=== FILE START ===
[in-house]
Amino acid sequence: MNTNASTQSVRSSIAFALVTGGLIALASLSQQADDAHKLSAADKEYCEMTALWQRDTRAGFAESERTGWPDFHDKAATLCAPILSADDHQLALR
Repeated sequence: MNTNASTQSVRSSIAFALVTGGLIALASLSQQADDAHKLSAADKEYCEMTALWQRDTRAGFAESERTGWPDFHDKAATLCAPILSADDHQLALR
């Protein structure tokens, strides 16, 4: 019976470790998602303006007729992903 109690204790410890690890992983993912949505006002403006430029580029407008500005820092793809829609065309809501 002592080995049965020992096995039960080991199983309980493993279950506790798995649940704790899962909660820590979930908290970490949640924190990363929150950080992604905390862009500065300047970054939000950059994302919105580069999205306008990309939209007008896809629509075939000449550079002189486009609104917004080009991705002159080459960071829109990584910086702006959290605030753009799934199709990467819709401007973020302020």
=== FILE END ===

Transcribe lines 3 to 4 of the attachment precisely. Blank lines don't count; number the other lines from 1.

Repeated sequence: MNTNASTQSVRSSIAFALVTGGLIALASLSQQADDAHKLSAADKEYCEMTALWQRDTRAGFAESERTGWPDFHDKAATLCAPILSADDHQLALR
């Protein structure tokens, strides 16, 4: 019976470790998602303006007729992903 109690204790410890690890992983993912949505006002403006430029580029407008500005820092793809829609065309809501 002592080995049965020992096995039960080991199983309980493993279950506790798995649940704790899962909660820590979930908290970490949640924190990363929150950080992604905390862009500065300047970054939000950059994302919105580069999205306008990309939209007008896809629509075939000449550079002189486009609104917004080009991705002159080459960071829109990584910086702006959290605030753009799934199709990467819709401007973020302020």